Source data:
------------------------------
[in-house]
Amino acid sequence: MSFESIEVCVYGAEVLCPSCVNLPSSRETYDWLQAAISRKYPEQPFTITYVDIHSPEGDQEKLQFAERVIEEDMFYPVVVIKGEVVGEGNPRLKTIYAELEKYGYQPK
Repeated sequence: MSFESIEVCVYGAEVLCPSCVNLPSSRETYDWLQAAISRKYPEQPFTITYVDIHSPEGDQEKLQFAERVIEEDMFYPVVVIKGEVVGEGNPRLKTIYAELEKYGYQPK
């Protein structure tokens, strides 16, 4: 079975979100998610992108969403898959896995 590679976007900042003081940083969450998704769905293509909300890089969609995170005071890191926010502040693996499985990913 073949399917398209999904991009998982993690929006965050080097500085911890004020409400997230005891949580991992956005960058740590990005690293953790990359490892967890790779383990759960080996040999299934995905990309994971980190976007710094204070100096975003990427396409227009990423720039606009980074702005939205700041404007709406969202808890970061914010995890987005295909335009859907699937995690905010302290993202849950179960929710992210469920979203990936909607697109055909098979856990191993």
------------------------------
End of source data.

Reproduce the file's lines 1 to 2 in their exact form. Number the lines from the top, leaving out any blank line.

[in-house]
Amino acid sequence: MSFESIEVCVYGAEVLCPSCVNLPSSRETYDWLQAAISRKYPEQPFTITYVDIHSPEGDQEKLQFAERVIEEDMFYPVVVIKGEVVGEGNPRLKTIYAELEKYGYQPK